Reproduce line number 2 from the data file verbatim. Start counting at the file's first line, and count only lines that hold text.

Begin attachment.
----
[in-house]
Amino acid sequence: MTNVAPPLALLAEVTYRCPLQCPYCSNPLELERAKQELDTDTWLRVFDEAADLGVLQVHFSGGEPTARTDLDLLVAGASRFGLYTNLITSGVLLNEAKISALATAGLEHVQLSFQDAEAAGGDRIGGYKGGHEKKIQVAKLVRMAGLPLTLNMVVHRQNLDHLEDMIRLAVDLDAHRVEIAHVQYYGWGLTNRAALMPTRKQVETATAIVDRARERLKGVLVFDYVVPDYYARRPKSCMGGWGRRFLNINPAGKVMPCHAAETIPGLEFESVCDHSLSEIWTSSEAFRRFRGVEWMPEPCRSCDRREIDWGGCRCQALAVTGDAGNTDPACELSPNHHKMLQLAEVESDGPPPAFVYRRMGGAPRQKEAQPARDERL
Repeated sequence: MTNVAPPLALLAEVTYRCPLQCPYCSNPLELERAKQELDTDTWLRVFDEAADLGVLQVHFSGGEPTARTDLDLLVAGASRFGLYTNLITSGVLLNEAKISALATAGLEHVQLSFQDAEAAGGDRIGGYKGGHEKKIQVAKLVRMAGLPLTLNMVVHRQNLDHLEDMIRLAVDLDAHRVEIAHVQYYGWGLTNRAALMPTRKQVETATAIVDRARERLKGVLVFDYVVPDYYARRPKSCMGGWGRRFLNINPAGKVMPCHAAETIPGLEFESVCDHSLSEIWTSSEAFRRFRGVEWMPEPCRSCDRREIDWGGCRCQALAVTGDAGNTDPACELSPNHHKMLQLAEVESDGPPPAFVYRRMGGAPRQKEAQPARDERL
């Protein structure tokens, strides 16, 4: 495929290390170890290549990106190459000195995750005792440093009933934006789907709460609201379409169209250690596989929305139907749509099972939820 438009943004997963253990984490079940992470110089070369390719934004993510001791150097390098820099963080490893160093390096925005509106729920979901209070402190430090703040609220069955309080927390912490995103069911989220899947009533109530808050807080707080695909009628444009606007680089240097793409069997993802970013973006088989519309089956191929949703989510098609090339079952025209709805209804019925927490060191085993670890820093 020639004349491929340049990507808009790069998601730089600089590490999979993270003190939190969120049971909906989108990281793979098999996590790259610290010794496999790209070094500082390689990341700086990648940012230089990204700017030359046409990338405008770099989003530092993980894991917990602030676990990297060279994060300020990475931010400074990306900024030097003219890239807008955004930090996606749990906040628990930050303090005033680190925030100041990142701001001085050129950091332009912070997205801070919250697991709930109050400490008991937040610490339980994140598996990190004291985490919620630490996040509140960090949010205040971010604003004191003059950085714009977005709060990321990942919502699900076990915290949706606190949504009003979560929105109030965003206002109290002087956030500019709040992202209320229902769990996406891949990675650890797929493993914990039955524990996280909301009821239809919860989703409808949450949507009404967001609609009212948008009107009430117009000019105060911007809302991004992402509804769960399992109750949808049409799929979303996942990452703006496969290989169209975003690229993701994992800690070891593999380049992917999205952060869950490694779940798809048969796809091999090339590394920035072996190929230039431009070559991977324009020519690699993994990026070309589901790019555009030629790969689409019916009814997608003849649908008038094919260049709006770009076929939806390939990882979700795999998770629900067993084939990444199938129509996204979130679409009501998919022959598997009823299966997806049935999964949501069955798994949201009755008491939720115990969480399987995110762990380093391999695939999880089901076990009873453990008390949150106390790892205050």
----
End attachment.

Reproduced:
Amino acid sequence: MTNVAPPLALLAEVTYRCPLQCPYCSNPLELERAKQELDTDTWLRVFDEAADLGVLQVHFSGGEPTARTDLDLLVAGASRFGLYTNLITSGVLLNEAKISALATAGLEHVQLSFQDAEAAGGDRIGGYKGGHEKKIQVAKLVRMAGLPLTLNMVVHRQNLDHLEDMIRLAVDLDAHRVEIAHVQYYGWGLTNRAALMPTRKQVETATAIVDRARERLKGVLVFDYVVPDYYARRPKSCMGGWGRRFLNINPAGKVMPCHAAETIPGLEFESVCDHSLSEIWTSSEAFRRFRGVEWMPEPCRSCDRREIDWGGCRCQALAVTGDAGNTDPACELSPNHHKMLQLAEVESDGPPPAFVYRRMGGAPRQKEAQPARDERL